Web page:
Oh yes, I can boogie
Published January 9th, 1954 Photograph by Jack McManus
It’s time to polish up our velvety frocks and our party pieces. But however well we scrub up this festive season, we’re unlikely to present as singular an appearance as this extraordinary lady.
The occasion was a tea party, organised by the Red Cross and hosted by Denis Guiney and his wife Mary, the owners of Clery’s department store just after Christmas in 1954. The guests were 120 pensioners, all single and – according to the caption – “most of them lonely”. But not on this merry afternoon.
Denis Guiney – on the right of the picture – appears to have enjoyed himself hugely as master of ceremonies for the day. The piano player, Jack Davies, offers a somewhat apprehensive smile to the camera as he prepares to accompany 84-year-old Mrs Leslie for her party piece.
We’re not told her first name, or what song she sang. Given the cheeky expression on her face and the amusement of the pianist, however, it may not have been exactly Hark! the Herald Angels. But she’s shaping up in a delightfully professional manner, her hand resting on the back of the pianist’s chair, her back straight, coat and hat firmly in place.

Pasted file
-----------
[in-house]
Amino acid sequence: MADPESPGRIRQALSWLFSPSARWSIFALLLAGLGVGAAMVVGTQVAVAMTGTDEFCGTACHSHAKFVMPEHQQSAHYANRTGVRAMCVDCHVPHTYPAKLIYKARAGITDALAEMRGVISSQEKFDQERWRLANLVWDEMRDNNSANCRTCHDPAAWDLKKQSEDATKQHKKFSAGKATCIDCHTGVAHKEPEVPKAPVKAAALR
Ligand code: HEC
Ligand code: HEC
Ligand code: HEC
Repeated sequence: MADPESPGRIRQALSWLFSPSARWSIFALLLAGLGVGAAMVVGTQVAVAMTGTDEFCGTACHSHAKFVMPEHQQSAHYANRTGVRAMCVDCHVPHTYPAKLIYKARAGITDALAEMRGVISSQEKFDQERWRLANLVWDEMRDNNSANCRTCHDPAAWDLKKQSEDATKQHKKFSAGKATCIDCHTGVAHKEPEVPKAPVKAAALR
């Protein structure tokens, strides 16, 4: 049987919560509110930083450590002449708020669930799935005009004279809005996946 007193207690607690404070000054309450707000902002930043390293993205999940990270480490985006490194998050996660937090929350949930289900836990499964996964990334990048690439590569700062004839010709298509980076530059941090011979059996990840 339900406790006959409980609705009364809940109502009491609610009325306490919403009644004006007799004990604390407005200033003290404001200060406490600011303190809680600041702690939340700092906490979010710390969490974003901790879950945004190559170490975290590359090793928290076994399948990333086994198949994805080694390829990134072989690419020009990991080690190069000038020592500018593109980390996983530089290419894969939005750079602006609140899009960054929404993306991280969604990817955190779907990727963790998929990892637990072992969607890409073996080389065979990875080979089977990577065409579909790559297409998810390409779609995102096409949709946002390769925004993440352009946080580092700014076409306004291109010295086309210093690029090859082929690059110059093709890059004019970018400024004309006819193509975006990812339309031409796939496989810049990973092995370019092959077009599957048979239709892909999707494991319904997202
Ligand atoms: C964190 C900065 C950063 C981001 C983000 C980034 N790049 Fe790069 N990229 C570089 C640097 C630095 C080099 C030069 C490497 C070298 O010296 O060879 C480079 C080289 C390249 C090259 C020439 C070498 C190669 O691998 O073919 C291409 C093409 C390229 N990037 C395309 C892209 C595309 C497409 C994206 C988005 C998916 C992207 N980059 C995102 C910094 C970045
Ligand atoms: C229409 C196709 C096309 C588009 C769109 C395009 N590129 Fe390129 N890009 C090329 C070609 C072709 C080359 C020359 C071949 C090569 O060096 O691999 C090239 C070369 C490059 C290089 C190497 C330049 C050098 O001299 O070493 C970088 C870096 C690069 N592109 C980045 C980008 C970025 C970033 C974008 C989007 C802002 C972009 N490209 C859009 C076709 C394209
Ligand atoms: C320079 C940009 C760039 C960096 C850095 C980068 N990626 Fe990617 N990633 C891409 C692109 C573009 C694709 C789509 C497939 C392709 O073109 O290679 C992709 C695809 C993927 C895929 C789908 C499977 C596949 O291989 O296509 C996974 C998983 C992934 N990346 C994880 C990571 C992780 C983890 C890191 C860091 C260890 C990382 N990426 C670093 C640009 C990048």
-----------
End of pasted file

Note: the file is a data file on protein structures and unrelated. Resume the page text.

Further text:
They give her a regal look, those outdoor clothes: the coat with its mayoral swathe of fur around her shoulders, the hat at precisely the right angle above her glasses, her booted feet those of a tiny dancer.
Guiney, meanwhile, sports a raincoat over his three-piece suit: even the hard-working pianist hasn’t dared to strip to his shirt-sleeves.
It wouldn’t do for party attire in the bling-struck 21st century.
Obviously the ambient indoor temperature, despite the merriment, was pretty chilly. And if you look closely at that Christmas tree you’ll notice that it’s pretty sparsely decorated compared to the groaning, laden trees of today.
What goes around, mind you, has a nasty habit of coming around. Denis Guiney rescued Clery’s from receivership a decade or so before our picture was taken. Since he and his wife Mary died, the shop has had a bit of a bumpy ride.
Hopefully, it will still be with us in another half-century. The return of coats and hats at parties, however, we could probably live without.